Bob Baldock’s commentary in last weekend’s edition is astonishing. It is a combination of contempt of court and frank admission that the entrenched staff at KPFA has no use for the democracy its broadcasts preach to the world.
A court decision put an en d to the rule over Pacifica by people we at the station called the hijackers. It required the formulation of a new set of by-laws and elections to adopt them and to choose members of local station boards for each of the five stations. A remarkably large number of people had the patience to write those by-laws via endless e-mail discussions.
A great deal of negotiation went into formulating bases of representation of the various players (paid staff, unpaid staff, affirmative action requirements to assure full representation of ethnic minorities and women). It was only far-reaching concessions in representation that finally coaxed paid staff to deign to associate with the rest of us in the local station board, which differs from the previous local advisory board in that it has real powers.
But now the station board has dared to exercise those powers. It decided, fully two years ago, to make a time change that would give Pacifica’s proudest human product, Amy Goodman, access to prime drive time, requiring the Morning Show to move to the second best hour. The paid staff has simply refused to implement that, flat insubordination that merits dismissal in any union contract worthy of the name.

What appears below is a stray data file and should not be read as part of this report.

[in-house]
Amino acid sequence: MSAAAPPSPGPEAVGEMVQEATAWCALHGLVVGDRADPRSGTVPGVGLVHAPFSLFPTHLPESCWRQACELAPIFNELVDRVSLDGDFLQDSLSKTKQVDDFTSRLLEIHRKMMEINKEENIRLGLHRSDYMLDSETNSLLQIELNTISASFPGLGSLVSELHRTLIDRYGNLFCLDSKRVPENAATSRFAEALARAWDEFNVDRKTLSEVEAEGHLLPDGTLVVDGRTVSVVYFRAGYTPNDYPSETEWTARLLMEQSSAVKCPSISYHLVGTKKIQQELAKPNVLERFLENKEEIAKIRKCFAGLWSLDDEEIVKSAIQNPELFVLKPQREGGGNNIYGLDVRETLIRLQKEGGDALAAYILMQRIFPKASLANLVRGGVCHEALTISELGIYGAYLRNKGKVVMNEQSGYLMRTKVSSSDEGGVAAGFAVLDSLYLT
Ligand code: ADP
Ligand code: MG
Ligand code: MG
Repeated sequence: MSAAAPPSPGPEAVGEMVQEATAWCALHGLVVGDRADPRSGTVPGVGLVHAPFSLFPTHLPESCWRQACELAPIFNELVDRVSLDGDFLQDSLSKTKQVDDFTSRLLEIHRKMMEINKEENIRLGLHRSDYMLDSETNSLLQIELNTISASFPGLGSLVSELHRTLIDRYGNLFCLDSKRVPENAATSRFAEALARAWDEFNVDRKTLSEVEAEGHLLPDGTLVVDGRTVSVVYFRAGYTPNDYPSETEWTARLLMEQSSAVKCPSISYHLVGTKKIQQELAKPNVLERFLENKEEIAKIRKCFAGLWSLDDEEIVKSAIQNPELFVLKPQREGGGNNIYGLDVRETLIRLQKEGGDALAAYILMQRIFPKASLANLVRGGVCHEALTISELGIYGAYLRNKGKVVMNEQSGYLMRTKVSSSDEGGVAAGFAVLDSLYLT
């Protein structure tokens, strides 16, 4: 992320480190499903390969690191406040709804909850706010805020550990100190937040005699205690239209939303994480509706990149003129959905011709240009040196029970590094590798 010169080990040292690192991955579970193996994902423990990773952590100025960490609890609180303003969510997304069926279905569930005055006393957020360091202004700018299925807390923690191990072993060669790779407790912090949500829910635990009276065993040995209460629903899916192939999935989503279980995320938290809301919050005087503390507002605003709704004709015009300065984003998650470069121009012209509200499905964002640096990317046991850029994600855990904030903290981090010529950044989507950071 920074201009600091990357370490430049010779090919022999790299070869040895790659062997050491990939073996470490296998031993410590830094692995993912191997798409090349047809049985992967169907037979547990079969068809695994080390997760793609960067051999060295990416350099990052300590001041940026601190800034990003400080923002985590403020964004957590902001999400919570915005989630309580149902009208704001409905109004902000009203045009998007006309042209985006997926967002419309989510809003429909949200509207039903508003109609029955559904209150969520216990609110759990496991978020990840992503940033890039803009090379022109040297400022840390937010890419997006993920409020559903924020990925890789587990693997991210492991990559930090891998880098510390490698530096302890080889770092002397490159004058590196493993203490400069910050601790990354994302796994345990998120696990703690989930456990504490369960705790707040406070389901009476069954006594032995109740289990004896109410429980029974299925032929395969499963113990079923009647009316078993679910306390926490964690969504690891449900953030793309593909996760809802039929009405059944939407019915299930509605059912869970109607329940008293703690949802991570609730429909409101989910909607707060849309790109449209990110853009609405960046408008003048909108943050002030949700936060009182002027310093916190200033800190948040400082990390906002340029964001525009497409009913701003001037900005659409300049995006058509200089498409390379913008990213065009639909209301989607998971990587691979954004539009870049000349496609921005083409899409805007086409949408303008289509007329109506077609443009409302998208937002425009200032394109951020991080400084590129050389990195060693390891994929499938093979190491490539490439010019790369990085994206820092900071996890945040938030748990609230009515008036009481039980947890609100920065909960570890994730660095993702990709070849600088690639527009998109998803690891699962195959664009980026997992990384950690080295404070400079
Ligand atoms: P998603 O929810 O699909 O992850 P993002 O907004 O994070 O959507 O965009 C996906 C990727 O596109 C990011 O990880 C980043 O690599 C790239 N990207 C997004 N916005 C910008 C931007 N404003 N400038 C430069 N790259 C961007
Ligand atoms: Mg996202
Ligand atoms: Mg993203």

Now, for three months, the board has given the fullest imaginable hearing to the charges of those who want Roy Campanella dismissed as manager. At the end, the vote was totally surprising to board members opposing such action. They had thought, on the basis of its actions in various other respects, that the decision would be by something like a one-vote margin. Instead it was 15 to 5 to retain Mr. Campanella.
So now Baldock tells us that votes don’t count and powers will be ignored. Despite the existence of a manager found after a long and careful search, he says that “Essentially the same workers then being endorsed (in the huge demonstration and parade of 1999) are running the radio station now.” Among the 20 members of the elected Local Station Board who voted for or against Campanella’s dismissal, I recognize one n ame of an individual who can be classed as having been endorsed in 1999.
At the National Board meeting held in Berkeley in March, 2004, I, like all who were not members of that body, had two minutes in which to set forth a position, so I prepared my rema rks beforehand. The key sentence reads: “I believe the biggest problem facing the new National Board in accomplishing anything whatever, particularly in programming, is breaking the stranglehold that the senior paid staffs now have on the stations.” It won a standing ovation.
Bill Mandel was a KPFA broadcaster for 37 years.